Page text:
My Favorite Album: Alan Sparhawk of Low on David Bowie’s "The Rise and Fall of Ziggy Stardust..." | Under the Radar - Music Magazine
Wednesday, May 27th, 2020  

My Favorite Album: Alan Sparhawk of Low on David Bowie’s “The Rise and Fall of Ziggy Stardust…”

"Bowie was always cool. He was cool in the '60s. He was cool in the '70s. He was cool in the '80s."

Jan 21, 2020 Issue #66 - My Favorite Album - Angel Olsen and Sleater-Kinney
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I here was this book that my father had called Making Music by George Martin, The Beatles' producer. My dad was a  drummer in a country band and was also an aspiring singer and songwriter. I had heard Bowie casually on the radio, but I remember seeing this picture of them playing live in Japan [in the book], and it was the most gnarly rock and roll picture ever. It just left an impression on me. And I thought, "Well, I'm going to buy [The Rise and Fall of Ziggy Stardust and the Spiders From Mars] if I can find it." Of course, there were a couple songs that I had heard casually over the radio, just being around as a kid. But this whole record was this giant thing. It was the step further beyond Pink Floyd's The Wall, which had been the teen angst record that had been around a lot when I was the age when you start thinking, "Oh, man. Life is heavy." But for some reason the Bowie stuff was grittier and nastier. There are so many facets about it, anything from Mick Ronson being a sort of mixed and controversial Mormon, not unlike myself. I keep running into things where I realize what I'm attracted to about music and what I think about on a social and artistic level was heavily influenced by that record.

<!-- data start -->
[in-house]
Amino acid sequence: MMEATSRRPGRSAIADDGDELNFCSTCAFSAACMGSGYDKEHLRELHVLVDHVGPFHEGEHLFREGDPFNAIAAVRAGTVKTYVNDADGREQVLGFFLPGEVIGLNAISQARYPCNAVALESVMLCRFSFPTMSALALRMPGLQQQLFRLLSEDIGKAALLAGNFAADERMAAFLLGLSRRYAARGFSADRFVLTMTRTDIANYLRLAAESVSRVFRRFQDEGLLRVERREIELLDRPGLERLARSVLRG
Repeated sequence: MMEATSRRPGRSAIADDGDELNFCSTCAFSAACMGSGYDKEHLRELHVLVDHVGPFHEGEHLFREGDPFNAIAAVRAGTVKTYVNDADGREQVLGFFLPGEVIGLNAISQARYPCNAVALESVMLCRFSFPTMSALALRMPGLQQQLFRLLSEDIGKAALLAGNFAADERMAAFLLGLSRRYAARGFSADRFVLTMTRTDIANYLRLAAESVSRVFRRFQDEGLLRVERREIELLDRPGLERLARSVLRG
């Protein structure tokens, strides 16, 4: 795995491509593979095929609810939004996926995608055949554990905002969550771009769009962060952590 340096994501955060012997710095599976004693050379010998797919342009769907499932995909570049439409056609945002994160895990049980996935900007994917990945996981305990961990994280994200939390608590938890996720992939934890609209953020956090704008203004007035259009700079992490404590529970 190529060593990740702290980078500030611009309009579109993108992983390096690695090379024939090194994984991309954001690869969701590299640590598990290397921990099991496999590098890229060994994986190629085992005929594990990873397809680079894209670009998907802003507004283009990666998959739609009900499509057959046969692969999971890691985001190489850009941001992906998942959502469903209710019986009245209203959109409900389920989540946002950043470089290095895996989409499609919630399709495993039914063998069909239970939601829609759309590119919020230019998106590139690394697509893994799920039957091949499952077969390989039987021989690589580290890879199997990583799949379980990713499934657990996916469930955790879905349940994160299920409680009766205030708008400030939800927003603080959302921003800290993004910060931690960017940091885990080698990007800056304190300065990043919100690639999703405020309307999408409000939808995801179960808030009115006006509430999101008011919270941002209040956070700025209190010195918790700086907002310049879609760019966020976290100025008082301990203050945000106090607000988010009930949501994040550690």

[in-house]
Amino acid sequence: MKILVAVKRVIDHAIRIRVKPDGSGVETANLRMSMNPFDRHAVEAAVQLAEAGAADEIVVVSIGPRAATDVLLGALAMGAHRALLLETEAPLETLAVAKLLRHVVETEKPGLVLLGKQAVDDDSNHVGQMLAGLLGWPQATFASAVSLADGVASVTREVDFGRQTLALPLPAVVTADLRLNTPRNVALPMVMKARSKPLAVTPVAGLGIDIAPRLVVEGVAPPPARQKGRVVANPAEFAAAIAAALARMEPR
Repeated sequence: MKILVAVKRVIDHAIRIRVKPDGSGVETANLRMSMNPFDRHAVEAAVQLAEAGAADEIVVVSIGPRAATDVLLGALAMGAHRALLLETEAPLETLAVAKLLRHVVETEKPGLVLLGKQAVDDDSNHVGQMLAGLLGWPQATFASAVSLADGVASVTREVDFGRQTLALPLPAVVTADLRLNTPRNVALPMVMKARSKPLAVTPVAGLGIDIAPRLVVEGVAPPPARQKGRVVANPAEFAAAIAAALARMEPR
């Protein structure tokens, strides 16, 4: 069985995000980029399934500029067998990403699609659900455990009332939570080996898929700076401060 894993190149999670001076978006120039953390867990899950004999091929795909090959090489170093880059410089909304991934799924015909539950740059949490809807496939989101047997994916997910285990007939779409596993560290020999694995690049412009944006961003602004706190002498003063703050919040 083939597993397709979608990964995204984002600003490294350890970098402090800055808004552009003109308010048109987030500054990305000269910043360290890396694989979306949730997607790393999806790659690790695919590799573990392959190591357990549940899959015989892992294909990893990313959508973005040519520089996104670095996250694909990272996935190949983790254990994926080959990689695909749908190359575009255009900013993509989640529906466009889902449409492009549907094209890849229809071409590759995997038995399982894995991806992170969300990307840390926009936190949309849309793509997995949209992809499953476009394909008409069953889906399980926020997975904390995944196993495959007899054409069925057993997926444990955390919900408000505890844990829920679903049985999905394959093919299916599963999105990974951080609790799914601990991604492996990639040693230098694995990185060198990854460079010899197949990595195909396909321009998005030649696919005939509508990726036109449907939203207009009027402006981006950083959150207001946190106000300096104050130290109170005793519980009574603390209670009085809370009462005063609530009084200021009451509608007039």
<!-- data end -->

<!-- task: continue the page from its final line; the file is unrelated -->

I was 12 or 13 when I bought it. Later on, I remember getting the Bauhaus record when I went to college and connecting through their "Ziggy Stardust" cover. Bowie was always cool. He was cool in the '60s. He was cool in the '70s. He was cool in the '80s. He was cool in the indie scene in the late '80s. And then we had kids, and there was a while there where we had to play Ziggy Stardust four or five times a day in the car with our son when he was two and three. And Hollis, our daughter, even before our son, there was a good while where "Changes" was her favorite song. Bowie has always been there in many ways. I guess that record, just because it was the start and the strongest record, I still catch myself singing the songs, even just strumming through them. My daughter is in college now, and she probably knows half a dozen Bowie songs off the top of her head. I'd probably have to look at a chart.

There's something about his kind of whispery and mystical but also very deep singing style. There's a fantastical way in the things he sings about, and the way he delivers it sounds like a very wonderful storyteller. There's something childlike about the blurred gender that makes it easy to identify with maybe. Maybe as a kid there's something about his voice where, even though it's definitely an adult, it doesn't sound like an old person. It's something that even a child can trust about him. And if you trust someone as a child, you're going to trust them for life.

(Alan Sparhawk formed Low in 1993 with his wife Mimi Parker, whom he first met when he was just nine. The band's most recent album, Double Negative on Sub Pop, was one of the most critically acclaimed albums of 2018. Portions of Alan Sparhawk's conversation have been abridged and edited for structure and flow.)

[Note: This article originally appeared in Issue 66 of Under the Radar's print magazine, which is out now. This is its debut online. For the issue we interviewed musicians and actors about their all-time favorite album.]

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